Just me talking about costume-y kind of stuff
Theatre Three is a two stage theatre stuck in the middle of a strip mall in Dallas. Their mainstage is an arena theatre with audience on all four sides of the stage. Theatre Too is located downstairs with the bathrooms and water fountains. Jac Adler, who founded Theatre Three, recently passed away. This is the last show that he was developing when he died.
This article in the Dallas Morning News talks about Jac Adler's legacy and his impact on the world premiere of Kountry Girls.
Since this is the World Premiere of a brand new musical, I'll give you a quick description of the action of the play. Kountry Girls is set in Mama's Kountry Cafe, which belongs to Katy, played by Christia Voss, and employs Katy's two daughters, Dee Dee, played by Alexis Nabors, and May, played by Kelly Silverthorn, as waitresses. Daddy is Butch, played by Sonny Franks, Junior is played by Ian Mead Moore. A Customer, played by Alan Pollard, enters the diner with luggage in hand (he just got off the bus) and is the catalyst for the daughters to take turns telling the story of the cafe and their family through folk music that is sometimes tinkered with in order to rewrite the lyrics to better suit the story. Even with re-written lyrics, the songs still seemed randomly chosen and not related to the story they were trying to tell. Unlike Mama Mia, in which ABBA tunes are successfully strung together to tell the story of a family, Kountry Girls suffers from lack of good storytelling and not much in the way of a plot. The songs not seeming to belong to the show is the first and foremost major problem with the show.
What plot there is revolves around Daddy's philandering ways, causing Mama to kick him to the curb, Mama having a hard time making ends meet, and one of the two daughters wanting to leave town but the other one wanting to stay and help Mama. Mama gets her old boyfriend, Clinton, back while Daddy gets a new girlfriend, Clinton's ex-wife Tiffany. Tiffany straightens Daddy out and Clinton makes Mama happier than she ever was with Daddy, and why you'd tell any of this to a complete stranger that just wants breakfast and a cup of coffee, I never did figure out. At times the audience is treated like we are also customers in the cafe and we are spoken to directly. At other times, we are clearly just an audience watching a play. Either there is a fourth wall or there isn't, you can't have it both ways. That is the other major problem with the show.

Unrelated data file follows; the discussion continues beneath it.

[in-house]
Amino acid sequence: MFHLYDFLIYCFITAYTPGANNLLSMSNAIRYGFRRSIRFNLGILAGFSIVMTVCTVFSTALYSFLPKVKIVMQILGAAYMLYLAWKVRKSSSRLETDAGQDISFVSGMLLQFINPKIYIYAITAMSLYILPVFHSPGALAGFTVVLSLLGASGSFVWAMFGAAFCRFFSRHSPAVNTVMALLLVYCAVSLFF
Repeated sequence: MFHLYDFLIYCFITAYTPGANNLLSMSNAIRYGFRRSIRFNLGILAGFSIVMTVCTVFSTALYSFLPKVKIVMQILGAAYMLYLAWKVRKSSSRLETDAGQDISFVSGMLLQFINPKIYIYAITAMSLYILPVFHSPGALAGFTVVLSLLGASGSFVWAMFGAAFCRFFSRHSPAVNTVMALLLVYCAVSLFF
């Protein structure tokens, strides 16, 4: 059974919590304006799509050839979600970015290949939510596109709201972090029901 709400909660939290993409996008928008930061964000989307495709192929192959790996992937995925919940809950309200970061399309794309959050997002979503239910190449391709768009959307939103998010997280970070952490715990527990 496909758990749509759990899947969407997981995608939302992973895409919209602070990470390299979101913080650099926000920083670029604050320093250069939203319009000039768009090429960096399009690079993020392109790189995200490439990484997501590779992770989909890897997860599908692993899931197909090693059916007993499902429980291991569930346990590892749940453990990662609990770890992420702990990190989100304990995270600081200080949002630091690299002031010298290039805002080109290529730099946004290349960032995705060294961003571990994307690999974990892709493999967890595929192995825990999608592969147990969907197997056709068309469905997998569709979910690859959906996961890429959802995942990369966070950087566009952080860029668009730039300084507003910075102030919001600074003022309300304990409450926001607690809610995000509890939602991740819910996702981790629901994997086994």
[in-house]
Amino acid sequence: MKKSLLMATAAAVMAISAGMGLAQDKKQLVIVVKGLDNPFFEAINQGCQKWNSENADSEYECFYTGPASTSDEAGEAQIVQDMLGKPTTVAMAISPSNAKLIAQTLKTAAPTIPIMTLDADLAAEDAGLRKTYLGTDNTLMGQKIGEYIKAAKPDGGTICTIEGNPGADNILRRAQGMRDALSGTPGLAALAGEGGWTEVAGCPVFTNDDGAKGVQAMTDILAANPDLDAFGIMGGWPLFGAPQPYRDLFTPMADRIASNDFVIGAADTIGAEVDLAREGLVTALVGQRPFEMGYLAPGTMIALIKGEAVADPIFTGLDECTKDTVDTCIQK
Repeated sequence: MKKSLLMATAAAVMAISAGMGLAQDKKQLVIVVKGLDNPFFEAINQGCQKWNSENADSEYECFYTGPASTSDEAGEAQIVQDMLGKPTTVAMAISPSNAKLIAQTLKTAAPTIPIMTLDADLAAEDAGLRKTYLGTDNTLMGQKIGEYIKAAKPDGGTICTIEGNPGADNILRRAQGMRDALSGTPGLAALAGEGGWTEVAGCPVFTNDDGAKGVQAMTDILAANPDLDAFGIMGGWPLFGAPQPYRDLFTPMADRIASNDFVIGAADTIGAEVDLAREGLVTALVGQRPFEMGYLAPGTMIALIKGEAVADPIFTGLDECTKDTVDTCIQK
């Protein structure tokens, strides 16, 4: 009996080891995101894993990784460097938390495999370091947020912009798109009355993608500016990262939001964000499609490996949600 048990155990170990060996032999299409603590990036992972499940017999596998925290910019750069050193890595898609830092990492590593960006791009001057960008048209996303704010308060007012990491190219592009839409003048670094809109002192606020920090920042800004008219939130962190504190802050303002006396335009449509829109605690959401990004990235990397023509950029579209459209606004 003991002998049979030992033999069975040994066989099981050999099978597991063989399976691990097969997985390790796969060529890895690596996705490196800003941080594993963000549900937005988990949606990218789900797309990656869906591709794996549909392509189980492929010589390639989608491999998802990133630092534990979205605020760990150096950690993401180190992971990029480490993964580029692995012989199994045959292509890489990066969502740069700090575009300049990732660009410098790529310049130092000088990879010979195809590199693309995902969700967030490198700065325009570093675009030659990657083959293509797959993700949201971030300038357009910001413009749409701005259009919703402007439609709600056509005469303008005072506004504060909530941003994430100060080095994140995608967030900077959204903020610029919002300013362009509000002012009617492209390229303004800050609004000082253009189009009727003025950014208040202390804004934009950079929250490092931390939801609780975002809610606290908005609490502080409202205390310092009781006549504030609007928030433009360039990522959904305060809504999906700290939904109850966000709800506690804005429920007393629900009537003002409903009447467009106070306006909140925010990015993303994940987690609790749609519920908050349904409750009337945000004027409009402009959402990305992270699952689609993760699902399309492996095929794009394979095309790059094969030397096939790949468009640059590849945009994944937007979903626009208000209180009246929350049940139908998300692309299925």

The best thing about the production was the amazing musical talent of its cast. Every single one of them played an instrument and sang. I was surprised to find out that of the nine actors, three of them were members of Actor's Equity (Mama, Daddy, and Clinton), and three more were candidates for membership (Dee Dee, May, and Customer). Throughout the show we were treated to serenades accompanied on guitar, banjo, bass, mandolin, fiddle, tambourine, and cowbell, and even an improvised drum set made from an empty Samsonite suitcase and shakers disguised as vegetables. Again, the singing and playing were the best things about the show, these actors are clearly talented musicians as well.
Kountry Girls was presented on the arena stage. This presents its own unique set of challenges when designing the scenery and blocking the actors. The scenery was two booths and a couple of round tables sitting on a blue and white tile floor, with a counter at one end. The Formica- topped round tables were yellow, the booth tables were blue. Above the counter was a large Mama's Kountry Cafe sign detailing the daily specials. On the tables were menus and sunflowers in vases. I liked the set design a lot. It was very successful in showing me small-town, family-owned and operated diner. Also, it didn't block any sightlines which is tricky in an arena stage. The costumes were not successful. Just because these people are country and working in a diner does not mean that you just let them wear whatever. The best part of the costume design were the aprons that May and Dee Dee wore. They were made from yellow bandanas and were the cutest things. They totally brought out the color of the sunflowers on each table. The girls "worked" the cafe in tennis shoes, but in Act 2 change into cowboy boots for no apparent reason.
We saw it on closing weekend, so you won't be able to see it too, but there is a video below that will give you a taste of the show.
Here's a preview video that gives you some still photographs of moments in the show set against the folk music soundtrack.
Total cost of the Event:
Two tickets to the Sunday matinee: $72 not worth that kind of money.